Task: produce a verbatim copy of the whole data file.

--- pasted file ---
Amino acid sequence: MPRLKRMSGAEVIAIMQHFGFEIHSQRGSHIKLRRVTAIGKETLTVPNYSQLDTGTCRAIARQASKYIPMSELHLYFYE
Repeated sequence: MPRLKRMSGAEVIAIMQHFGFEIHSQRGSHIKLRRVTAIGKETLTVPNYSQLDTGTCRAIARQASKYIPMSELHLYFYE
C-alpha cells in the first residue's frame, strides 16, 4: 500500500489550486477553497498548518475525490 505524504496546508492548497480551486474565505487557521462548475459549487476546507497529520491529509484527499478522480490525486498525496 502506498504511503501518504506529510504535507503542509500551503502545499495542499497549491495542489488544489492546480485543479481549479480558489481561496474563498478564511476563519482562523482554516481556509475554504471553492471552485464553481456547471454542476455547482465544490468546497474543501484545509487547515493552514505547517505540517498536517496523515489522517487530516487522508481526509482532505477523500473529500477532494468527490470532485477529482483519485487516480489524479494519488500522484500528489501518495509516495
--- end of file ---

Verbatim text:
Amino acid sequence: MPRLKRMSGAEVIAIMQHFGFEIHSQRGSHIKLRRVTAIGKETLTVPNYSQLDTGTCRAIARQASKYIPMSELHLYFYE
Repeated sequence: MPRLKRMSGAEVIAIMQHFGFEIHSQRGSHIKLRRVTAIGKETLTVPNYSQLDTGTCRAIARQASKYIPMSELHLYFYE
C-alpha cells in the first residue's frame, strides 16, 4: 500500500489550486477553497498548518475525490 505524504496546508492548497480551486474565505487557521462548475459549487476546507497529520491529509484527499478522480490525486498525496 502506498504511503501518504506529510504535507503542509500551503502545499495542499497549491495542489488544489492546480485543479481549479480558489481561496474563498478564511476563519482562523482554516481556509475554504471553492471552485464553481456547471454542476455547482465544490468546497474543501484545509487547515493552514505547517505540517498536517496523515489522517487530516487522508481526509482532505477523500473529500477532494468527490470532485477529482483519485487516480489524479494519488500522484500528489501518495509516495